Despite the humanitarian emergency in Nigeria due to growing violence, the massive response effort currently underway in the Lake Chad region is yet another indication that nothing is going to detract from Africa’s goal of becoming polio-free. Countries across the continent have worked too hard to stop short of eradicating the virus. In the meantime, the 7 million people in the area lacking access to basic health services and its mass movements of people present a great risk of polio being exported.
Polio responses in such situations need to be folded into broader humanitarian responses, in which children and families are provided much more than just the polio vaccine to start building immunity. This includes food, water, nutrition supplements, and basic healthcare. The same model is used in polio responses within the Middle East and is gradually spreading to Afghanistan and Pakistan also.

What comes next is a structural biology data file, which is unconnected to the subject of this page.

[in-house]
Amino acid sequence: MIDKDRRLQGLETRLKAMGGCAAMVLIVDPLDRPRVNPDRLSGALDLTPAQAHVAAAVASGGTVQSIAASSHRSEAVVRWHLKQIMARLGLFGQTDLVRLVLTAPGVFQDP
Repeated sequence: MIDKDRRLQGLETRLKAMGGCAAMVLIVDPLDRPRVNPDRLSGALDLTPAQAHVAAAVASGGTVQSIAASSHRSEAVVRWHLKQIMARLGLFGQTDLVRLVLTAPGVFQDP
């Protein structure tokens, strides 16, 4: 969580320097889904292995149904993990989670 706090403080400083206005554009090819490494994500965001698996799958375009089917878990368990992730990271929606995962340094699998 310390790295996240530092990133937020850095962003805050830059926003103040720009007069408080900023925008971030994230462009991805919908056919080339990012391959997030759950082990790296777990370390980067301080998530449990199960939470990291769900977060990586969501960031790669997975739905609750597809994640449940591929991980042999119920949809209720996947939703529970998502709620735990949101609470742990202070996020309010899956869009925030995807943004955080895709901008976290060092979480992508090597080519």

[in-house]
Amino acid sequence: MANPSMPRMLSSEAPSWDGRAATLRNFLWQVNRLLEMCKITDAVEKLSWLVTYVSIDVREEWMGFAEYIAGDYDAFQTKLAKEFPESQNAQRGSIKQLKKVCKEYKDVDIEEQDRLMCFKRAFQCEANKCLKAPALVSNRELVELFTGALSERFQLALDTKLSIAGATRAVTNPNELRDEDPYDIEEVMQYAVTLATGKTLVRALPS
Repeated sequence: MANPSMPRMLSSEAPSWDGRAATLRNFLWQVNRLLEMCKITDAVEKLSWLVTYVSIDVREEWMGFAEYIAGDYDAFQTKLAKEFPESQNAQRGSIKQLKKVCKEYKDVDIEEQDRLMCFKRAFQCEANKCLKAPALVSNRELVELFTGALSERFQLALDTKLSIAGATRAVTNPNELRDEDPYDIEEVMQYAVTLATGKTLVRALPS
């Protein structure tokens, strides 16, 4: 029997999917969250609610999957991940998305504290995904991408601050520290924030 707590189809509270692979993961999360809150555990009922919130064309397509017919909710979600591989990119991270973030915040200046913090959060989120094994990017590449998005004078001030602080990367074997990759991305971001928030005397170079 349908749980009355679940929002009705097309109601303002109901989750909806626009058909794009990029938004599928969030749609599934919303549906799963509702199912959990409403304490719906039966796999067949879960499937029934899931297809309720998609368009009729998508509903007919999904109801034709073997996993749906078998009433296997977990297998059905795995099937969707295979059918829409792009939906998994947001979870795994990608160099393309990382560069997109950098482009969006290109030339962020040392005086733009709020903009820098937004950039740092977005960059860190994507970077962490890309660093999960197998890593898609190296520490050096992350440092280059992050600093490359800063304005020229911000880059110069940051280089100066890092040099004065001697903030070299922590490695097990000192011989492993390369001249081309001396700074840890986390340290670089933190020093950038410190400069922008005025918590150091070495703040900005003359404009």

This strategy also makes sense from a security and political standpoint, most significantly in Afghanistan and Pakistan. In my work in the latter country, I have met with scores of lady health workers, campaign organizers, government and WHO officials, and, most importantly, families that refuse the virus knowing fully well that their children run the risk of paralysis.
With exceptions, in areas of the Punjab region, cases of refusal often cite concern over the “halal” nature of the vaccine, driven by rumors that it sterilizes children. In Sindh, families abuse and shun health workers for bringing them vaccines instead of food, water, and basic supplies. Finally, a few recent cases in Khyber Pakhtunkhwa have emerged where families are afraid to let health workers administer the vaccine and mark their houses in medical history reporting, thinking instead that they are being marked for US drone strikes. Folding polio vaccines under the ambit of providing broader basic healthcare and humanitarian supplies then is not only operationally beneficial but may also be more cost-effective in the long run.